IWPA Responds to Combat Illegal Logging Act of 2007:
"Stop Illegal Logging at its Source"

The International Wood Products Association (IWPA) executive vice president Brent McClendon has issued a statement in response to introduction of the Combat Illegal Logging Act of 2007 by Senator Ron Wyden (D-OR). The legislation was introduced to the Senate by Wyden on August 1, 2007, and would amend a long-standing wildlife trafficking statute, the U.S. Lacey Act, to prohibit the import, sale or trade in illegally-harvested wood and wood products.

McClendon states the following:

"The IWPA applauds all initiatives that can help eliminate illegal logging overseas. We share Senator Ron Wyden's commitment to protecting the world's forests from illegal logging.

The unfortunate reality is that the greatest threat to the world's forests is the wide-scale conversion of forested land for soybeans, ethanol and other agriculture and ranching pursuits. Creating new laws that make U.S. family businesses responsible for law enforcement in foreign countries, while at the same time not giving these companies any way to protect themselves against U.S. government prosecution, does nothing to stop this forest destruction.

Importers embrace a wide range of methods including certification and independent verification to confirm that the material they purchase comes from a legal source. Yet it is ultimately up to the governments in the countries of export to determine legality. Developing countries, where most of the world's great forests are located, need financial aid and technical assistance to further their enforcement and prosecution efforts. The 'Combat Illegal Logging Act of 2007' does not provide any such assistance and instead deputizes U.S. companies to enforce foreign laws.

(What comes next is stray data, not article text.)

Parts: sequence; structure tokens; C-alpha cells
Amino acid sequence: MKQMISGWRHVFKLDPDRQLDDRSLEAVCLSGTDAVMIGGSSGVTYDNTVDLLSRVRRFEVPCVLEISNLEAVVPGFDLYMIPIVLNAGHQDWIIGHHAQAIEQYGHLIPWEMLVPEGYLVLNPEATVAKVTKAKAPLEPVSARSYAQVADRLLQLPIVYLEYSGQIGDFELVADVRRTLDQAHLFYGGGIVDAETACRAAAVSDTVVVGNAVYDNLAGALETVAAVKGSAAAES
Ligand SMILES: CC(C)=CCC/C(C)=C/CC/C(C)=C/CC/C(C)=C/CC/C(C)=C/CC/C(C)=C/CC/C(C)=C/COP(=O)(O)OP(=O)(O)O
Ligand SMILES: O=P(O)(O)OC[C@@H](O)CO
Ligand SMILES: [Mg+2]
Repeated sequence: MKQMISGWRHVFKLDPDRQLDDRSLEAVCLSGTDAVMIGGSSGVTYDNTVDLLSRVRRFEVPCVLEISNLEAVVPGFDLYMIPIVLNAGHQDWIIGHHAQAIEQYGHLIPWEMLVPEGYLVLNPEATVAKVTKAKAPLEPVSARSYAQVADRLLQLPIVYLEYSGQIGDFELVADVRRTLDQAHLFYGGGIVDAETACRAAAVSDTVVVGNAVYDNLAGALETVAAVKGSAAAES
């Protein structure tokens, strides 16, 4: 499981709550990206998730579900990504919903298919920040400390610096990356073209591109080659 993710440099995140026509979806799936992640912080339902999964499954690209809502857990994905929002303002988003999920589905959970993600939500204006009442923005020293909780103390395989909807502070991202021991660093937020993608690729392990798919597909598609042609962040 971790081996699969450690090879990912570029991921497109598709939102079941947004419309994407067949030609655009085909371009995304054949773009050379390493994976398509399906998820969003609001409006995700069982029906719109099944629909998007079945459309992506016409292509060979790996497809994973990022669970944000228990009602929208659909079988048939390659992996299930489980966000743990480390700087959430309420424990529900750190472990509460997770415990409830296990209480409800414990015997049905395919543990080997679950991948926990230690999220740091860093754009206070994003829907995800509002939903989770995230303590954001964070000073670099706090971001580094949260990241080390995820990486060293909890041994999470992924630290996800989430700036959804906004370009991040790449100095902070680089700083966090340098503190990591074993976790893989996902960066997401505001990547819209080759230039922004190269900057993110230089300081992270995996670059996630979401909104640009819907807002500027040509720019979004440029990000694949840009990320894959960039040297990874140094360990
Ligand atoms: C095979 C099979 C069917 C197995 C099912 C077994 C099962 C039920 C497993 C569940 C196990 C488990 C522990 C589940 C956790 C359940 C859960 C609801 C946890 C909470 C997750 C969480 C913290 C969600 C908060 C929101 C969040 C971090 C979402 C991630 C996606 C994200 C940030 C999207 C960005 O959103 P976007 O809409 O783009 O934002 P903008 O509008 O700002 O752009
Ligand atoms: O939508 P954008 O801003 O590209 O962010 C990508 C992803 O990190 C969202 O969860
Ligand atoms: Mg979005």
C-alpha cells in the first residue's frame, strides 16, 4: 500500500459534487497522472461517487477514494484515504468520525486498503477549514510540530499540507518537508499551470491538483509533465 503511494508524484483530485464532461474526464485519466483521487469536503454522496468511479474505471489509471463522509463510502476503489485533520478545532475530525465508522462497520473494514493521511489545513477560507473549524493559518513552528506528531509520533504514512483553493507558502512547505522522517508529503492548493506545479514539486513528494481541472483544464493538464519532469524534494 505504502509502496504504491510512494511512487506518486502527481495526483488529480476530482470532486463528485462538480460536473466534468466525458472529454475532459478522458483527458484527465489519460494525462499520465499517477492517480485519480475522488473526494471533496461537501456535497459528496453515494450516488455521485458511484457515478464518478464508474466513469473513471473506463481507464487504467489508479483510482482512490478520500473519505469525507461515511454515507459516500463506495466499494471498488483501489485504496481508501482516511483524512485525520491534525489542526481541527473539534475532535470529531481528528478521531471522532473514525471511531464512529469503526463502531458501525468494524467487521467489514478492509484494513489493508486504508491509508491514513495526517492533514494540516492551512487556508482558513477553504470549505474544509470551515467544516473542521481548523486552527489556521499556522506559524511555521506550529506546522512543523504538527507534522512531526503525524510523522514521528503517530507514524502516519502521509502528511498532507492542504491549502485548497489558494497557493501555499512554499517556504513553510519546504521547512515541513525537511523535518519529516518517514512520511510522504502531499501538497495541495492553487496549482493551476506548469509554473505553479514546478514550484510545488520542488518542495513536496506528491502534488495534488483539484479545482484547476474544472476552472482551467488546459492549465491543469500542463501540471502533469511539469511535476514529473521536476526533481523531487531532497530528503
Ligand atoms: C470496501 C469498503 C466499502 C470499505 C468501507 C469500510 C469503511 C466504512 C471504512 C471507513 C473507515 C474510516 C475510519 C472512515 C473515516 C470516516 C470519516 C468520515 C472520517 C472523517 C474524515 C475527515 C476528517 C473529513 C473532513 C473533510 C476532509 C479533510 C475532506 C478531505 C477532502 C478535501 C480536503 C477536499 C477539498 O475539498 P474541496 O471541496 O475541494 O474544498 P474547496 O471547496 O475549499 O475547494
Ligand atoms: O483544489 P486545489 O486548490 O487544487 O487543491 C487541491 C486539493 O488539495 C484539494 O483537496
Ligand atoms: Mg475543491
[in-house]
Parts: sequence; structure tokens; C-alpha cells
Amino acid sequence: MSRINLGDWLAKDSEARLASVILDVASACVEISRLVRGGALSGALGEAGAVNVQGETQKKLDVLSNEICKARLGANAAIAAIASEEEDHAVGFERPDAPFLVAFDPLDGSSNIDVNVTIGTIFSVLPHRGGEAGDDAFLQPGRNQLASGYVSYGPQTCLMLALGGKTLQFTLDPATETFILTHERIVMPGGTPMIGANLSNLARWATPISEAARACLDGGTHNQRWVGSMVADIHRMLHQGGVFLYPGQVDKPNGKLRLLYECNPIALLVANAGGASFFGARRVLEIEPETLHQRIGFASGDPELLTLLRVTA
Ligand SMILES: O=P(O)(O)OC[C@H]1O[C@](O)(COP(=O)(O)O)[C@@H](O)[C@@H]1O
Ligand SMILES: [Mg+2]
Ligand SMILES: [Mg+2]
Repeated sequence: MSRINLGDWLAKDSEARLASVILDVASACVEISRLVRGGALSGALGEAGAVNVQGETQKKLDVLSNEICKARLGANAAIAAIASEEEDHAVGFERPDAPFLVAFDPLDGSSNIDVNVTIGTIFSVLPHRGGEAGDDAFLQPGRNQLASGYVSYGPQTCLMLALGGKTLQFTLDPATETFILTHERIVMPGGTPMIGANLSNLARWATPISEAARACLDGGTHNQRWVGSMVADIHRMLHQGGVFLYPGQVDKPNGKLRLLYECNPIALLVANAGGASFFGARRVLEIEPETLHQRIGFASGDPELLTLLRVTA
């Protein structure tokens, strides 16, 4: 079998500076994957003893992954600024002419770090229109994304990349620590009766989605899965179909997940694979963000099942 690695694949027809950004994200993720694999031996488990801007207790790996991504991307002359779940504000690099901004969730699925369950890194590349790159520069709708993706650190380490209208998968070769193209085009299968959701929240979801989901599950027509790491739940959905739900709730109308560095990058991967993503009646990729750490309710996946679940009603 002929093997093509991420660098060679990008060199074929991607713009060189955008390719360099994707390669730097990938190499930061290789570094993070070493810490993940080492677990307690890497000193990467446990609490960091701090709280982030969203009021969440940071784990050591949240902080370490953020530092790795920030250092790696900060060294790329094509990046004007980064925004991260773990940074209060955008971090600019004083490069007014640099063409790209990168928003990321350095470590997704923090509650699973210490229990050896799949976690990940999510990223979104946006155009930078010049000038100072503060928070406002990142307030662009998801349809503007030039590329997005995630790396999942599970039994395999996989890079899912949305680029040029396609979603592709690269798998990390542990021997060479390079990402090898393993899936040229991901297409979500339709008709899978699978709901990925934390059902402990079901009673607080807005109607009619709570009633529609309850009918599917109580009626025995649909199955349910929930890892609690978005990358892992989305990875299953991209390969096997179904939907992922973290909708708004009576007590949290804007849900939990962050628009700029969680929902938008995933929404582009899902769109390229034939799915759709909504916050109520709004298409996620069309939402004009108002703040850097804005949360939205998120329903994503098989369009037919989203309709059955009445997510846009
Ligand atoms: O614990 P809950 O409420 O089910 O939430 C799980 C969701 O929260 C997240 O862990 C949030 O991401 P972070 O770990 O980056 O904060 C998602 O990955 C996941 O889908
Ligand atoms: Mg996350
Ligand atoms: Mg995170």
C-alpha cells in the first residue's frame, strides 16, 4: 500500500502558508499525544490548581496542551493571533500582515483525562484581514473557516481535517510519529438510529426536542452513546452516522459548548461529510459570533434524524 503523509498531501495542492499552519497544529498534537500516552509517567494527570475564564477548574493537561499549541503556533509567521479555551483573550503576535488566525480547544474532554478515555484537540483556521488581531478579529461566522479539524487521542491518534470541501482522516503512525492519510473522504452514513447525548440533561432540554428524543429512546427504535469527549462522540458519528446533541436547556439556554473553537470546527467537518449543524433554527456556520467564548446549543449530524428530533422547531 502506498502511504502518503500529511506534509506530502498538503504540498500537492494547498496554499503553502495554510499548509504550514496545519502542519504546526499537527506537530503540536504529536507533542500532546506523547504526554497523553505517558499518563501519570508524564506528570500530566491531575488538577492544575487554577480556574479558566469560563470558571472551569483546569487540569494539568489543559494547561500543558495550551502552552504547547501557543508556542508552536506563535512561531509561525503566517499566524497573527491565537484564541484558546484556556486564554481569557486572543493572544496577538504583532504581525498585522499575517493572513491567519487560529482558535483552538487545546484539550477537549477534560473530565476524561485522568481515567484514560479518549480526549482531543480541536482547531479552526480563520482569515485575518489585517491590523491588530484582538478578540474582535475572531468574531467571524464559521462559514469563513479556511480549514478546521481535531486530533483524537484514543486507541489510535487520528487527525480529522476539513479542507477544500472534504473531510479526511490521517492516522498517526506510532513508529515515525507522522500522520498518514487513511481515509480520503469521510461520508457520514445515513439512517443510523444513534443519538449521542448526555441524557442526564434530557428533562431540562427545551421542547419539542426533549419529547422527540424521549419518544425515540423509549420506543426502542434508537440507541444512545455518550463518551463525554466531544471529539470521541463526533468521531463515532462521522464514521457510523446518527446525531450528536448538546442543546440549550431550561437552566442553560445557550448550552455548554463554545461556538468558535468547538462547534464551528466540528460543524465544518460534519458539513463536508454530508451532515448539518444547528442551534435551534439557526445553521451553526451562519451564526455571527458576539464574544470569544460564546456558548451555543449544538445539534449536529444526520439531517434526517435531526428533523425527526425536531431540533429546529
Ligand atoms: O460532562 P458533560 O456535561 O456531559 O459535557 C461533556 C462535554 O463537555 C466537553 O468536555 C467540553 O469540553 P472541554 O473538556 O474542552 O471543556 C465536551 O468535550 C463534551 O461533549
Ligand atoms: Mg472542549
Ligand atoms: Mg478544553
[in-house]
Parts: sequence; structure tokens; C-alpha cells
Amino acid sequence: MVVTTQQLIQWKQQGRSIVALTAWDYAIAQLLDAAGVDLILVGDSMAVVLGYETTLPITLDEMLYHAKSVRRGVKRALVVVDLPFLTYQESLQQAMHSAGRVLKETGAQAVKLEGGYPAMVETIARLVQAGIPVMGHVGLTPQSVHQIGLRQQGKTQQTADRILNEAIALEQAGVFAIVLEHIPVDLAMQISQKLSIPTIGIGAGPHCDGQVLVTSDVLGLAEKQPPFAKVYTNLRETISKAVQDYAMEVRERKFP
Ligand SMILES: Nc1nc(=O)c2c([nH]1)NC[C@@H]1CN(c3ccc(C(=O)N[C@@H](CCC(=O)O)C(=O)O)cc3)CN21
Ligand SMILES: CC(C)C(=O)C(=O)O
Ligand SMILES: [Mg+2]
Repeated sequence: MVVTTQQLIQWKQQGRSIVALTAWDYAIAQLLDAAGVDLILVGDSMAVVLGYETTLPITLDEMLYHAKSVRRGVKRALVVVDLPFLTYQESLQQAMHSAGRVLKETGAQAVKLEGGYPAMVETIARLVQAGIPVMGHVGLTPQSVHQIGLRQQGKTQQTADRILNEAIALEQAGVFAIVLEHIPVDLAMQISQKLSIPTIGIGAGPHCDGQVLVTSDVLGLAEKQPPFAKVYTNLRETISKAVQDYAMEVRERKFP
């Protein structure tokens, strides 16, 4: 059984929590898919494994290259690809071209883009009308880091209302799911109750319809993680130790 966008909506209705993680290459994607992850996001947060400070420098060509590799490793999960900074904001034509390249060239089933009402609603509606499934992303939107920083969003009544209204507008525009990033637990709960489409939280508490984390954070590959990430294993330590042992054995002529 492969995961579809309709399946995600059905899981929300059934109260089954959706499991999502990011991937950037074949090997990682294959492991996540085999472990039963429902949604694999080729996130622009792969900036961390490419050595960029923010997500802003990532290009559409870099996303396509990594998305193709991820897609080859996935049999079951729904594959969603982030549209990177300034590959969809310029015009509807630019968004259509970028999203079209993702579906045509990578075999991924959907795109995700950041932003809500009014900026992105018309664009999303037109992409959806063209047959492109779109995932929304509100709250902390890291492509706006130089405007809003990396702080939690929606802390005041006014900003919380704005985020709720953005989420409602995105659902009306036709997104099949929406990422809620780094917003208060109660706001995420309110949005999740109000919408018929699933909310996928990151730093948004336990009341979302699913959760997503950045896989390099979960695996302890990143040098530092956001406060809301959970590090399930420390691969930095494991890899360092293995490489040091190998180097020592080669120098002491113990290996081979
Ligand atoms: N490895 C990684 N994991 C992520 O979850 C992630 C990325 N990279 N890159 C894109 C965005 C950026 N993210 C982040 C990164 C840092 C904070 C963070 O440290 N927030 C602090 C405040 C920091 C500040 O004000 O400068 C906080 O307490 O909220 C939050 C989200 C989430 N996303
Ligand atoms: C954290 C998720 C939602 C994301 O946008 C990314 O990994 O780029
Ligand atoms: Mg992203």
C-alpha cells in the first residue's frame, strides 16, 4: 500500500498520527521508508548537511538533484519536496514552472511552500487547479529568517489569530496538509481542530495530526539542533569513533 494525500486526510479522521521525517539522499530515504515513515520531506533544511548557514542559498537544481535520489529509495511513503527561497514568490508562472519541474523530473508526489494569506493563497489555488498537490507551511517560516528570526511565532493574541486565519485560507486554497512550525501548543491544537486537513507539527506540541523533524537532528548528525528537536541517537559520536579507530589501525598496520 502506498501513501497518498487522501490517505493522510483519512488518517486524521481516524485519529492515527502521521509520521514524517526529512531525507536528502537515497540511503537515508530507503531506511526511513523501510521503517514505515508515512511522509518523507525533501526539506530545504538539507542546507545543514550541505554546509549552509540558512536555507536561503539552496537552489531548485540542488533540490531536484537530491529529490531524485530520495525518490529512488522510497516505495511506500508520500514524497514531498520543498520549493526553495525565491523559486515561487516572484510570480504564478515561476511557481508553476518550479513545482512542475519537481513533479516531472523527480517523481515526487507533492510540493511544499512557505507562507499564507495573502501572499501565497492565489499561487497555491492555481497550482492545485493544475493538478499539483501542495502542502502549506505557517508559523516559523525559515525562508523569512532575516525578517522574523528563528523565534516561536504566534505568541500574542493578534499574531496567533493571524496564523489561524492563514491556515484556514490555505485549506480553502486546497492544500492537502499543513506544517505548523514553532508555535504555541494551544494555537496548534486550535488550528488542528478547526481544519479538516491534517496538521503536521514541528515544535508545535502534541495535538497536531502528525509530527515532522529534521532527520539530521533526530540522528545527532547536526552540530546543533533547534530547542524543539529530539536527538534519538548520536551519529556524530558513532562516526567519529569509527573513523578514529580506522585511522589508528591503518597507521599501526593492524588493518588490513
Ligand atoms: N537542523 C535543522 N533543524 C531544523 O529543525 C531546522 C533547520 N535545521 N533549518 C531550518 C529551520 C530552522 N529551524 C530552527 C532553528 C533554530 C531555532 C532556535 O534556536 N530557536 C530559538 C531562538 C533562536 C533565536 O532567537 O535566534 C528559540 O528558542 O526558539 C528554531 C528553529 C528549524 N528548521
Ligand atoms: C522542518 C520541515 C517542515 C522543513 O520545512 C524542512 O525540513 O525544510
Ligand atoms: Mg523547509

Senator Wyden's legislation holds U.S. businesses and their customers personally responsible and subjects them to civil and criminal punishment for any illegal activity that occurs overseas in forests, sawmills, in transportation and through foreign ports thousands miles away from their U.S. business. All of this burden would come without any way for legal importers to protect themselves from this extended liability.

The legislation as introduced also places an undue burden on U.S. Customs officials at a time when security and Customs personnel are already stretched beyond their means dealing with heightened fears of terrorism at our nation's ports.

The best place to stop illegal logging is at its source; and other U.S. initiatives, such as the FTA with Peru and a U.S. Government Memorandum of Understanding with Indonesia have been designed to do just this. Progress is being made. Let us give these positive initiatives a chance to work.

Shifting the battle lines to courtrooms only results in high costs and wasted resources not positive improvements on the ground.

IWPA is the only trade association representing the imported wood products industry and its supply chain in the United States. IWPA's 220 members condemn illegal logging and continue to work diligently at assuring the legality of imported wood products."

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